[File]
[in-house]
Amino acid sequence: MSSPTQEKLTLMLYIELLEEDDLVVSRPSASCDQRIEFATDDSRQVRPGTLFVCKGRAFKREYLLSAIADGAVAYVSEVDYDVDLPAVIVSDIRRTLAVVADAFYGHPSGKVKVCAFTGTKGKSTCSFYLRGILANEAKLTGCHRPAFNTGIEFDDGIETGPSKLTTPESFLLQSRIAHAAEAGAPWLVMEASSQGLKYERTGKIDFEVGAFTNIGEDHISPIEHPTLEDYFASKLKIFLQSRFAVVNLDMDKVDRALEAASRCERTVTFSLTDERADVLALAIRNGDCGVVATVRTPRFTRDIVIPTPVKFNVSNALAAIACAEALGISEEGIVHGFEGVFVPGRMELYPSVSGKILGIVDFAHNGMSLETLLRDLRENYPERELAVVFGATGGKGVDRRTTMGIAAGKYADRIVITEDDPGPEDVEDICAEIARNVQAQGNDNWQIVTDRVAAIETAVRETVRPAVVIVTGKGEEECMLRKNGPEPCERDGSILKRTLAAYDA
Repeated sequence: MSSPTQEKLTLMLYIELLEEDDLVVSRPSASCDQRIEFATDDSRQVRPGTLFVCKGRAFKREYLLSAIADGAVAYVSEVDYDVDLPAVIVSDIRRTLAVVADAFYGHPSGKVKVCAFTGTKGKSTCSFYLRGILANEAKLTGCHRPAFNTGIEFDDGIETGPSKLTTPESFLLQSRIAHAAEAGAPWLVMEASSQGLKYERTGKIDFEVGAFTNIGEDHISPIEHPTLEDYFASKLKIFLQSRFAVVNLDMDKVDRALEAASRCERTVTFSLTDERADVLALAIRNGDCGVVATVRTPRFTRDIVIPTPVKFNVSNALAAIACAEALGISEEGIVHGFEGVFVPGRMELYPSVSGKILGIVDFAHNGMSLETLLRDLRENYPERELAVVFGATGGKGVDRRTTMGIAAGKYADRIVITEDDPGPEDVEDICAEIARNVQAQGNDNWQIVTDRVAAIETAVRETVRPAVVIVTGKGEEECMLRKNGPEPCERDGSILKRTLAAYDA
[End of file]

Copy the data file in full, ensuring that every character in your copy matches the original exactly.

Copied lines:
[in-house]
Amino acid sequence: MSSPTQEKLTLMLYIELLEEDDLVVSRPSASCDQRIEFATDDSRQVRPGTLFVCKGRAFKREYLLSAIADGAVAYVSEVDYDVDLPAVIVSDIRRTLAVVADAFYGHPSGKVKVCAFTGTKGKSTCSFYLRGILANEAKLTGCHRPAFNTGIEFDDGIETGPSKLTTPESFLLQSRIAHAAEAGAPWLVMEASSQGLKYERTGKIDFEVGAFTNIGEDHISPIEHPTLEDYFASKLKIFLQSRFAVVNLDMDKVDRALEAASRCERTVTFSLTDERADVLALAIRNGDCGVVATVRTPRFTRDIVIPTPVKFNVSNALAAIACAEALGISEEGIVHGFEGVFVPGRMELYPSVSGKILGIVDFAHNGMSLETLLRDLRENYPERELAVVFGATGGKGVDRRTTMGIAAGKYADRIVITEDDPGPEDVEDICAEIARNVQAQGNDNWQIVTDRVAAIETAVRETVRPAVVIVTGKGEEECMLRKNGPEPCERDGSILKRTLAAYDA
Repeated sequence: MSSPTQEKLTLMLYIELLEEDDLVVSRPSASCDQRIEFATDDSRQVRPGTLFVCKGRAFKREYLLSAIADGAVAYVSEVDYDVDLPAVIVSDIRRTLAVVADAFYGHPSGKVKVCAFTGTKGKSTCSFYLRGILANEAKLTGCHRPAFNTGIEFDDGIETGPSKLTTPESFLLQSRIAHAAEAGAPWLVMEASSQGLKYERTGKIDFEVGAFTNIGEDHISPIEHPTLEDYFASKLKIFLQSRFAVVNLDMDKVDRALEAASRCERTVTFSLTDERADVLALAIRNGDCGVVATVRTPRFTRDIVIPTPVKFNVSNALAAIACAEALGISEEGIVHGFEGVFVPGRMELYPSVSGKILGIVDFAHNGMSLETLLRDLRENYPERELAVVFGATGGKGVDRRTTMGIAAGKYADRIVITEDDPGPEDVEDICAEIARNVQAQGNDNWQIVTDRVAAIETAVRETVRPAVVIVTGKGEEECMLRKNGPEPCERDGSILKRTLAAYDA